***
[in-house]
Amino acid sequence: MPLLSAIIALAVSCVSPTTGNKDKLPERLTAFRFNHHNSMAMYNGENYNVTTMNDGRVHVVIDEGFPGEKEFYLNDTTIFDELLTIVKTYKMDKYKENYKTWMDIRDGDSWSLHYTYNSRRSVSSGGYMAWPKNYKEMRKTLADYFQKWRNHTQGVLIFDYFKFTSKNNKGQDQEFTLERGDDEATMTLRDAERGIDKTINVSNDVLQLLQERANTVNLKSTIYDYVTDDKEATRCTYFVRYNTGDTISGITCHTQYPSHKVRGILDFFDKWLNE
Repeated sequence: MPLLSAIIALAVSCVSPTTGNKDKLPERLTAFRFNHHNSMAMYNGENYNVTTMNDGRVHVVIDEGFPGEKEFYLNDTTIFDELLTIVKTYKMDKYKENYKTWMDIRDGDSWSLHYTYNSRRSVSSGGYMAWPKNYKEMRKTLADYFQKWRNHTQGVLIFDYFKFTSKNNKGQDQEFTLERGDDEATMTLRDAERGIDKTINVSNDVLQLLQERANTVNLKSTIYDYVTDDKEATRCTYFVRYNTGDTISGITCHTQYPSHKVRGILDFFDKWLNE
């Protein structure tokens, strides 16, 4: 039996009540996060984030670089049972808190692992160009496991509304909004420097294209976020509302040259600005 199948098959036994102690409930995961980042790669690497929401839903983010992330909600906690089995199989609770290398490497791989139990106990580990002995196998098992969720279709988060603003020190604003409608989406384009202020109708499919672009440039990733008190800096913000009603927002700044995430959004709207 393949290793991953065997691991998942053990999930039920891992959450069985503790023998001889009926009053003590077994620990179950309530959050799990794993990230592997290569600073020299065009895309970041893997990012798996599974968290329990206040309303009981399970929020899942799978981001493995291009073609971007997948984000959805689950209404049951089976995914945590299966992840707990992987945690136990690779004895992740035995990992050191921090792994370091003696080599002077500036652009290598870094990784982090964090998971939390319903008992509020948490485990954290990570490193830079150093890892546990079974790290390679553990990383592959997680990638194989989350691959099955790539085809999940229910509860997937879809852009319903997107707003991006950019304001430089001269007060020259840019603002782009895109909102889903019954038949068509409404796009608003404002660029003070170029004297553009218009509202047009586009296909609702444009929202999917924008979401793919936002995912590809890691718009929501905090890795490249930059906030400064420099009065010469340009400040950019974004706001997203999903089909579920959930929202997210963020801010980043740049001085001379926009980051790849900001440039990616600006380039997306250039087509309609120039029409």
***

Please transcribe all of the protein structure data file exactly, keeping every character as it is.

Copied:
[in-house]
Amino acid sequence: MPLLSAIIALAVSCVSPTTGNKDKLPERLTAFRFNHHNSMAMYNGENYNVTTMNDGRVHVVIDEGFPGEKEFYLNDTTIFDELLTIVKTYKMDKYKENYKTWMDIRDGDSWSLHYTYNSRRSVSSGGYMAWPKNYKEMRKTLADYFQKWRNHTQGVLIFDYFKFTSKNNKGQDQEFTLERGDDEATMTLRDAERGIDKTINVSNDVLQLLQERANTVNLKSTIYDYVTDDKEATRCTYFVRYNTGDTISGITCHTQYPSHKVRGILDFFDKWLNE
Repeated sequence: MPLLSAIIALAVSCVSPTTGNKDKLPERLTAFRFNHHNSMAMYNGENYNVTTMNDGRVHVVIDEGFPGEKEFYLNDTTIFDELLTIVKTYKMDKYKENYKTWMDIRDGDSWSLHYTYNSRRSVSSGGYMAWPKNYKEMRKTLADYFQKWRNHTQGVLIFDYFKFTSKNNKGQDQEFTLERGDDEATMTLRDAERGIDKTINVSNDVLQLLQERANTVNLKSTIYDYVTDDKEATRCTYFVRYNTGDTISGITCHTQYPSHKVRGILDFFDKWLNE
């Protein structure tokens, strides 16, 4: 039996009540996060984030670089049972808190692992160009496991509304909004420097294209976020509302040259600005 199948098959036994102690409930995961980042790669690497929401839903983010992330909600906690089995199989609770290398490497791989139990106990580990002995196998098992969720279709988060603003020190604003409608989406384009202020109708499919672009440039990733008190800096913000009603927002700044995430959004709207 393949290793991953065997691991998942053990999930039920891992959450069985503790023998001889009926009053003590077994620990179950309530959050799990794993990230592997290569600073020299065009895309970041893997990012798996599974968290329990206040309303009981399970929020899942799978981001493995291009073609971007997948984000959805689950209404049951089976995914945590299966992840707990992987945690136990690779004895992740035995990992050191921090792994370091003696080599002077500036652009290598870094990784982090964090998971939390319903008992509020948490485990954290990570490193830079150093890892546990079974790290390679553990990383592959997680990638194989989350691959099955790539085809999940229910509860997937879809852009319903997107707003991006950019304001430089001269007060020259840019603002782009895109909102889903019954038949068509409404796009608003404002660029003070170029004297553009218009509202047009586009296909609702444009929202999917924008979401793919936002995912590809890691718009929501905090890795490249930059906030400064420099009065010469340009400040950019974004706001997203999903089909579920959930929202997210963020801010980043740049001085001379926009980051790849900001440039990616600006380039997306250039087509309609120039029409």